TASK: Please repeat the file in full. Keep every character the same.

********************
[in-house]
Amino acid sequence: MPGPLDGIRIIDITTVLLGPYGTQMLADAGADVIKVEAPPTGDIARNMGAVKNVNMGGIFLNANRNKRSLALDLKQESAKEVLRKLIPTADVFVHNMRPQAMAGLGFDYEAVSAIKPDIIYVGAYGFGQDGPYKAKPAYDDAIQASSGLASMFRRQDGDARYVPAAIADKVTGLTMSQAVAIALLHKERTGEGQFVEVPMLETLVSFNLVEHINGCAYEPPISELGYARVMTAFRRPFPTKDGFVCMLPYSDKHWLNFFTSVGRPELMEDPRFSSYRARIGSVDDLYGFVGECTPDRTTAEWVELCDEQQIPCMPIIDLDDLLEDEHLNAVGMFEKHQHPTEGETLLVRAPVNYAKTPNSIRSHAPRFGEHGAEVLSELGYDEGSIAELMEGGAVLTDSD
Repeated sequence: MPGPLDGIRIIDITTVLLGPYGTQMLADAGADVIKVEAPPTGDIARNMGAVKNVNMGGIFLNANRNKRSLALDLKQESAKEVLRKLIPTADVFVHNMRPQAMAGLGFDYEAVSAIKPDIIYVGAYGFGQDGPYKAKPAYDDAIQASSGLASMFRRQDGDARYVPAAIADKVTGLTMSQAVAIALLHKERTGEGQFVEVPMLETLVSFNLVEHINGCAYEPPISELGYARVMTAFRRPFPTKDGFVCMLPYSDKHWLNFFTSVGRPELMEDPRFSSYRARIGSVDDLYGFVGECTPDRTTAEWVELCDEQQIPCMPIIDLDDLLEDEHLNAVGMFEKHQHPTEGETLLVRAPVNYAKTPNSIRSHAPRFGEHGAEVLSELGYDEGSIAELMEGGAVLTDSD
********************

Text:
[in-house]
Amino acid sequence: MPGPLDGIRIIDITTVLLGPYGTQMLADAGADVIKVEAPPTGDIARNMGAVKNVNMGGIFLNANRNKRSLALDLKQESAKEVLRKLIPTADVFVHNMRPQAMAGLGFDYEAVSAIKPDIIYVGAYGFGQDGPYKAKPAYDDAIQASSGLASMFRRQDGDARYVPAAIADKVTGLTMSQAVAIALLHKERTGEGQFVEVPMLETLVSFNLVEHINGCAYEPPISELGYARVMTAFRRPFPTKDGFVCMLPYSDKHWLNFFTSVGRPELMEDPRFSSYRARIGSVDDLYGFVGECTPDRTTAEWVELCDEQQIPCMPIIDLDDLLEDEHLNAVGMFEKHQHPTEGETLLVRAPVNYAKTPNSIRSHAPRFGEHGAEVLSELGYDEGSIAELMEGGAVLTDSD
Repeated sequence: MPGPLDGIRIIDITTVLLGPYGTQMLADAGADVIKVEAPPTGDIARNMGAVKNVNMGGIFLNANRNKRSLALDLKQESAKEVLRKLIPTADVFVHNMRPQAMAGLGFDYEAVSAIKPDIIYVGAYGFGQDGPYKAKPAYDDAIQASSGLASMFRRQDGDARYVPAAIADKVTGLTMSQAVAIALLHKERTGEGQFVEVPMLETLVSFNLVEHINGCAYEPPISELGYARVMTAFRRPFPTKDGFVCMLPYSDKHWLNFFTSVGRPELMEDPRFSSYRARIGSVDDLYGFVGECTPDRTTAEWVELCDEQQIPCMPIIDLDDLLEDEHLNAVGMFEKHQHPTEGETLLVRAPVNYAKTPNSIRSHAPRFGEHGAEVLSELGYDEGSIAELMEGGAVLTDSD